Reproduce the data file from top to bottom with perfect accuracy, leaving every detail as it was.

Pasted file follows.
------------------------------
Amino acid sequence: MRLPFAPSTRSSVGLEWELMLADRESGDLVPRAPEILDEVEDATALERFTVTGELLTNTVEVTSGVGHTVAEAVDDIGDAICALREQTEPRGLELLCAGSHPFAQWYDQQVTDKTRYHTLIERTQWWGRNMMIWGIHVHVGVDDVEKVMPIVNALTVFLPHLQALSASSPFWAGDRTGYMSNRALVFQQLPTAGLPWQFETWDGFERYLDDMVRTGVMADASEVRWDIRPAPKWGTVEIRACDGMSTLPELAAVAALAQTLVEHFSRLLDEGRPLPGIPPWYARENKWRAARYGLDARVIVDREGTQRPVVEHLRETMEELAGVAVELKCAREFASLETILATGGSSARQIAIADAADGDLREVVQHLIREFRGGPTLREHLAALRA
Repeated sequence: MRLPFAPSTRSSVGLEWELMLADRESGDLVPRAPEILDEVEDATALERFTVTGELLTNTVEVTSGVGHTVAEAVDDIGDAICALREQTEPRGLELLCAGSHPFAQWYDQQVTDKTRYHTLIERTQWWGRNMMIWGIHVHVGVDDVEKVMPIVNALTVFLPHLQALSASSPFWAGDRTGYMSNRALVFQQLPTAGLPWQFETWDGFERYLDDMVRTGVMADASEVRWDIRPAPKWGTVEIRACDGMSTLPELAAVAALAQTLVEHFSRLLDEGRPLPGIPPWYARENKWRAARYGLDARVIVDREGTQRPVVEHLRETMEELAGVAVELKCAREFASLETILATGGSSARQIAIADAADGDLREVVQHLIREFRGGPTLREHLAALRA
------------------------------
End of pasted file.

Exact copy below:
Amino acid sequence: MRLPFAPSTRSSVGLEWELMLADRESGDLVPRAPEILDEVEDATALERFTVTGELLTNTVEVTSGVGHTVAEAVDDIGDAICALREQTEPRGLELLCAGSHPFAQWYDQQVTDKTRYHTLIERTQWWGRNMMIWGIHVHVGVDDVEKVMPIVNALTVFLPHLQALSASSPFWAGDRTGYMSNRALVFQQLPTAGLPWQFETWDGFERYLDDMVRTGVMADASEVRWDIRPAPKWGTVEIRACDGMSTLPELAAVAALAQTLVEHFSRLLDEGRPLPGIPPWYARENKWRAARYGLDARVIVDREGTQRPVVEHLRETMEELAGVAVELKCAREFASLETILATGGSSARQIAIADAADGDLREVVQHLIREFRGGPTLREHLAALRA
Repeated sequence: MRLPFAPSTRSSVGLEWELMLADRESGDLVPRAPEILDEVEDATALERFTVTGELLTNTVEVTSGVGHTVAEAVDDIGDAICALREQTEPRGLELLCAGSHPFAQWYDQQVTDKTRYHTLIERTQWWGRNMMIWGIHVHVGVDDVEKVMPIVNALTVFLPHLQALSASSPFWAGDRTGYMSNRALVFQQLPTAGLPWQFETWDGFERYLDDMVRTGVMADASEVRWDIRPAPKWGTVEIRACDGMSTLPELAAVAALAQTLVEHFSRLLDEGRPLPGIPPWYARENKWRAARYGLDARVIVDREGTQRPVVEHLRETMEELAGVAVELKCAREFASLETILATGGSSARQIAIADAADGDLREVVQHLIREFRGGPTLREHLAALRA